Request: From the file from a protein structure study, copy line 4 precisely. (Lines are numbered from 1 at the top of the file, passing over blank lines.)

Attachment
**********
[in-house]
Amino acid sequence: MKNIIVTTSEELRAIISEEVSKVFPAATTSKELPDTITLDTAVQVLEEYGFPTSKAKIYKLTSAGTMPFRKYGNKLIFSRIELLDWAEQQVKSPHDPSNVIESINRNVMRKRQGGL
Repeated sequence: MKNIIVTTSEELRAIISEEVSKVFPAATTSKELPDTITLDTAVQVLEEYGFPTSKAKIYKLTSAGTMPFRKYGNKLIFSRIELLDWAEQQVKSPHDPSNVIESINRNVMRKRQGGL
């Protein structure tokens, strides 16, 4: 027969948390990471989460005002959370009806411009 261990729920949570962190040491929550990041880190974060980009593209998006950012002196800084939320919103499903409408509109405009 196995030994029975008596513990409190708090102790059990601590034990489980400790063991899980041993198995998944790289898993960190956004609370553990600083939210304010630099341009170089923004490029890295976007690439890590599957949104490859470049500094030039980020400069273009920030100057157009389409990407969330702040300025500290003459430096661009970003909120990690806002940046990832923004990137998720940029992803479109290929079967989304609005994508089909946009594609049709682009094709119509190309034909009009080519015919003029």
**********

């Protein structure tokens, strides 16, 4: 027969948390990471989460005002959370009806411009 261990729920949570962190040491929550990041880190974060980009593209998006950012002196800084939320919103499903409408509109405009 196995030994029975008596513990409190708090102790059990601590034990489980400790063991899980041993198995998944790289898993960190956004609370553990600083939210304010630099341009170089923004490029890295976007690439890590599957949104490859470049500094030039980020400069273009920030100057157009389409990407969330702040300025500290003459430096661009970003909120990690806002940046990832923004990137998720940029992803479109290929079967989304609005994508089909946009594609049709682009094709119509190309034909009009080519015919003029």